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Media Release

Global survey highlights actions Australians want on cancer

February 4, 2020

World Cancer Day survey shows Australians most concerned about affordable and equal access to cancer services

This World Cancer Day (Tuesday 4 February), Cancer Council Australia is calling for more action to reduce inequities in cancer outcomes, following a new global survey showing nearly half (45%) of all Australians believe Government should be doing more to make cancer services more affordable.

The survey led by The Union for International Cancer Control (UICC) and conducted by IPSOS, asked respondents around the world to nominate which issues they believed Governments should be addressing when it comes to cancer.

Almost one in three Australians also believed Government should be doing more to support and fund cancer research (32%) and to ensure equal access to cancer care for everyone, without regard to gender, race, income or age (30%).

Professor Sanchia Aranda, CEO, Cancer Council Australia said “Australia has some of the best cancer outcomes in the world with nearly seven in 10 Australians surviving beyond five years after a cancer diagnosis however, there are a number of groups within our community who have significant lower survival rates.

“We know that our poorest Australians are 37% more likely to die from cancer than the wealthiest Australians so World Cancer Day is an opportunity for us to look at our success but also acknowledge where there is still more work to be done.

“Nearly half of all Australians believe we should be making cancer services such as medicines, treatment and care more affordable and we know that a cancer diagnosis comes with significant costs at an already incredibly stressful time.”

Of the 20 countries surveyed, only Kenyans and South Africans were more likely to rank affordable access to services as one of the top issues with 59% and 46% ranking it as a top issue respectively.

Professor Aranda said that any action needed to take account of Australia’s complex national/state and public/private health system and explained some of the steps Governments could take to improve cancer outcomes for vulnerable Australians.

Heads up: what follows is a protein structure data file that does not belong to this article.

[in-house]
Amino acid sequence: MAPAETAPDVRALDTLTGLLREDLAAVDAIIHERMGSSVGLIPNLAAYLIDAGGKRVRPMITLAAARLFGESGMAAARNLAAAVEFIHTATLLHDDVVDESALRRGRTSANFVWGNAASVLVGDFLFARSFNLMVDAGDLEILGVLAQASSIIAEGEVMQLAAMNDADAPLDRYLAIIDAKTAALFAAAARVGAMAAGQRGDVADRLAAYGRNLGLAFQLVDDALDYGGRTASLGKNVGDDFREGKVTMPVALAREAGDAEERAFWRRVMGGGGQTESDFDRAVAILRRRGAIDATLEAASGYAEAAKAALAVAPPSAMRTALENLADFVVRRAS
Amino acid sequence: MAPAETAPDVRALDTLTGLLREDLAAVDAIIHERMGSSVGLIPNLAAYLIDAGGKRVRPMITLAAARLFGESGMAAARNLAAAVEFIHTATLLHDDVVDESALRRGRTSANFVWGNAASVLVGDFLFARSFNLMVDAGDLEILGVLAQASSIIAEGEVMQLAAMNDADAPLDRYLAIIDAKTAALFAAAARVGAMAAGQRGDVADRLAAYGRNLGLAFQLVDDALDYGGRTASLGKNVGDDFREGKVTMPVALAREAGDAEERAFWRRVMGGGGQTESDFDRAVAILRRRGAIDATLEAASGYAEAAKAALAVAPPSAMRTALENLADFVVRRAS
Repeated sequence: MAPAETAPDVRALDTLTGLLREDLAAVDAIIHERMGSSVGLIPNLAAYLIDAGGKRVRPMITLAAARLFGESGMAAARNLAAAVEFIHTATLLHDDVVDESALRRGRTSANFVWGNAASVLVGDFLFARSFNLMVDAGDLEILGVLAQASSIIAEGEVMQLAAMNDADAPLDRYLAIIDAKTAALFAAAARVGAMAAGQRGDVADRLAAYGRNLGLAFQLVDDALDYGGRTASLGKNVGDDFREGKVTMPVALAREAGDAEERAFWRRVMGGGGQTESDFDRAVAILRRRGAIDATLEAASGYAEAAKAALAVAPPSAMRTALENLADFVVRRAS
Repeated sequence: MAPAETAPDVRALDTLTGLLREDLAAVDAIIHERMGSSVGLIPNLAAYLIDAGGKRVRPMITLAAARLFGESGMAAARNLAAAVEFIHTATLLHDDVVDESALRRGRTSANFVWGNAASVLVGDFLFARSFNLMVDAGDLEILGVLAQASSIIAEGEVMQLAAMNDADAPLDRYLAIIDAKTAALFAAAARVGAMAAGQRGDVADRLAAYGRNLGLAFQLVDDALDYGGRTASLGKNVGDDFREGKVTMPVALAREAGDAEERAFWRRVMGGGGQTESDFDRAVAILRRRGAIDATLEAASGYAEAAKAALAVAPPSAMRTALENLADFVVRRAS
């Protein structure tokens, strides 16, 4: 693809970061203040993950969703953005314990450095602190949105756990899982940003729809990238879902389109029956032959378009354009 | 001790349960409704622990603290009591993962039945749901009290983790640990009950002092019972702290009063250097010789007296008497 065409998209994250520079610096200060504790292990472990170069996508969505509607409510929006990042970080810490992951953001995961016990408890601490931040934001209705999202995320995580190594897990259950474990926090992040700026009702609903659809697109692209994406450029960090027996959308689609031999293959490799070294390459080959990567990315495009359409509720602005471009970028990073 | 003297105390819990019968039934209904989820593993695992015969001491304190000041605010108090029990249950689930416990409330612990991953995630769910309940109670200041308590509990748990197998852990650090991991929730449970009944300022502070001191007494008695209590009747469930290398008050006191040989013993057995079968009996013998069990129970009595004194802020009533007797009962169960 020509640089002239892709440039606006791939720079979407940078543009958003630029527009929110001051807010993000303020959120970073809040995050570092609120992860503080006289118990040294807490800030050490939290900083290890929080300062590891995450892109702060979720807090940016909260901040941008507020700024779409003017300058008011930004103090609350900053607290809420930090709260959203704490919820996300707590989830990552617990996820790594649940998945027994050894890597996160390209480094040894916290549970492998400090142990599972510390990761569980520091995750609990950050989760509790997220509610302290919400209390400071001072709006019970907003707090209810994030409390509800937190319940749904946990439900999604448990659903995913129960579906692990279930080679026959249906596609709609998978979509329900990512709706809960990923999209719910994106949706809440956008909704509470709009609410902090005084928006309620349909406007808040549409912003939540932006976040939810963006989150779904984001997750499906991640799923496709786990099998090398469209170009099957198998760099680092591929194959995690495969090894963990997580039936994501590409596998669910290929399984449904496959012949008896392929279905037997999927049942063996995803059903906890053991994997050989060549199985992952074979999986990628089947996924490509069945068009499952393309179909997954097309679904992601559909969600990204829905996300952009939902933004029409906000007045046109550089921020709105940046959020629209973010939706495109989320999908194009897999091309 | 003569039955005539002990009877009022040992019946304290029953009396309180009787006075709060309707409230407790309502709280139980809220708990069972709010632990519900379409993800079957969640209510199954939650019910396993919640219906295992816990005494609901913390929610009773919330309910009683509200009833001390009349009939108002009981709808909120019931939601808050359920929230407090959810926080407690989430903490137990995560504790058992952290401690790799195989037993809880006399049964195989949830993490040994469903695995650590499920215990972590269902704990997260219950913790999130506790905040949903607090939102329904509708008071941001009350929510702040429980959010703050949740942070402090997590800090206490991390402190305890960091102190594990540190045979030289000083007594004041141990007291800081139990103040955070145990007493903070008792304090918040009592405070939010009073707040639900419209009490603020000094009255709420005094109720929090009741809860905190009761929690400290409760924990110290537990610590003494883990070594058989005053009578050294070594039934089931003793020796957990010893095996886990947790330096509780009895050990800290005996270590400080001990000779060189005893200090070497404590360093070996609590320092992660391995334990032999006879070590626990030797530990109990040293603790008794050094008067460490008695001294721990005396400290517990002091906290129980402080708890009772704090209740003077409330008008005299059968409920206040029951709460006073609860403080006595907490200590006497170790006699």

“Australia has a comprehensive public health system however the concerns expressed in this survey about equal access show that more needs to be done to help some Australians take advantage of our great health system, particularly those with low incomes, Aboriginal and Torres Strait Islander people and those in rural and remote communities.

“We need to ensure that cost does not hamper people from accessing optimal cancer care. Attention is needed to ensure there are appropriate income support options available and that travel and accommodation support for those who must leave home for diagnosis and treatment reflects the costs incurred.

“Cancer Council supports the Federal Health Minister’s efforts to address the rising out-of-pocket costs experienced by people with cancer and continued attention to this issue will be required.”

The survey results support a separate study that found 19% of people with cancer reported that a cost-related factor had influenced their decision making about treatment – including the costs of travelling to and from treatment, loss of income and actual costs of treatment.

“Research from the Consumer Health Forum concluded that more than a quarter of people having treatment for cancer incurred out of pocket costs of more than $10,000 in the two years prior to the research being conducted.

“Aside from reducing out of pocket costs for patients, doctors and healthcare providers can play a significant role in helping patients to understand their treatment options, including the charges and expected out-of-pocket costs of each option. Informed decision making must include attention to the potential for financial hardship,” Professor Aranda explained.

Affordability of cancer services was also the top issue for American respondents to the global survey. Both the US and UK also ranked supporting and funding cancer research and ensuring equal access to cancer care for everyone as top issues.

World Cancer Day is an initiative by UICC that aims to unite the world with the aim to save millions of cancer deaths every year. 2020 marks the 20th anniversary of World Cancer Day.

UICC has set a global target to reduce the number of premature deaths from cancer and noncommunicable disease by one third by 2030. The survey was the first multi-country public survey on cancer perceptions in a decade.

Media Enquiries
Please contact Tegan Brown in the Cancer Council Australia media team on (02) 8256 4109 or email [email protected]
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